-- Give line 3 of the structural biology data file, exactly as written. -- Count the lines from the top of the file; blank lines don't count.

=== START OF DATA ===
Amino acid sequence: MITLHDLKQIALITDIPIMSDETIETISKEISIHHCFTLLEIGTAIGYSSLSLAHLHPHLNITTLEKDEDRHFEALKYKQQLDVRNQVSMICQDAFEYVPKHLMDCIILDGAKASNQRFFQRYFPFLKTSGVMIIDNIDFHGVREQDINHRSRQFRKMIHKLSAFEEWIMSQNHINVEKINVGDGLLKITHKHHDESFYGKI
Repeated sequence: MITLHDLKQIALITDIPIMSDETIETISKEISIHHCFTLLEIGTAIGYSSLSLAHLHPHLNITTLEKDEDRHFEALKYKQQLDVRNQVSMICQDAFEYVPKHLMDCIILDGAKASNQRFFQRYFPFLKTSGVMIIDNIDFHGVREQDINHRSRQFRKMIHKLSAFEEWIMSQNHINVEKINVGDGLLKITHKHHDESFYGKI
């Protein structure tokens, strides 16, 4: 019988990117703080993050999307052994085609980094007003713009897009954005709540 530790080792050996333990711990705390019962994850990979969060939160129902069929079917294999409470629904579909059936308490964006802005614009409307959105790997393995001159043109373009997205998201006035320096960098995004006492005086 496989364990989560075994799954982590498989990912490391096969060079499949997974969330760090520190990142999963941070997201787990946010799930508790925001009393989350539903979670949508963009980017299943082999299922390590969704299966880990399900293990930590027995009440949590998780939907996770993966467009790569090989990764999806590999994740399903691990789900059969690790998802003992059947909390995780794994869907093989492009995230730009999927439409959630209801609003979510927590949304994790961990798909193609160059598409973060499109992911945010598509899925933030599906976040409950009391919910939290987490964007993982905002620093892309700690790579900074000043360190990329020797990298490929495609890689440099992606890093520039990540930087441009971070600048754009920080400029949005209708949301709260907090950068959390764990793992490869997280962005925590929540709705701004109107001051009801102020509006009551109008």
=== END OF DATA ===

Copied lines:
């Protein structure tokens, strides 16, 4: 019988990117703080993050999307052994085609980094007003713009897009954005709540 530790080792050996333990711990705390019962994850990979969060939160129902069929079917294999409470629904579909059936308490964006802005614009409307959105790997393995001159043109373009997205998201006035320096960098995004006492005086 496989364990989560075994799954982590498989990912490391096969060079499949997974969330760090520190990142999963941070997201787990946010799930508790925001009393989350539903979670949508963009980017299943082999299922390590969704299966880990399900293990930590027995009440949590998780939907996770993966467009790569090989990764999806590999994740399903691990789900059969690790998802003992059947909390995780794994869907093989492009995230730009999927439409959630209801609003979510927590949304994790961990798909193609160059598409973060499109992911945010598509899925933030599906976040409950009391919910939290987490964007993982905002620093892309700690790579900074000043360190990329020797990298490929495609890689440099992606890093520039990540930087441009971070600048754009920080400029949005209708949301709260907090950068959390764990793992490869997280962005925590929540709705701004109107001051009801102020509006009551109008």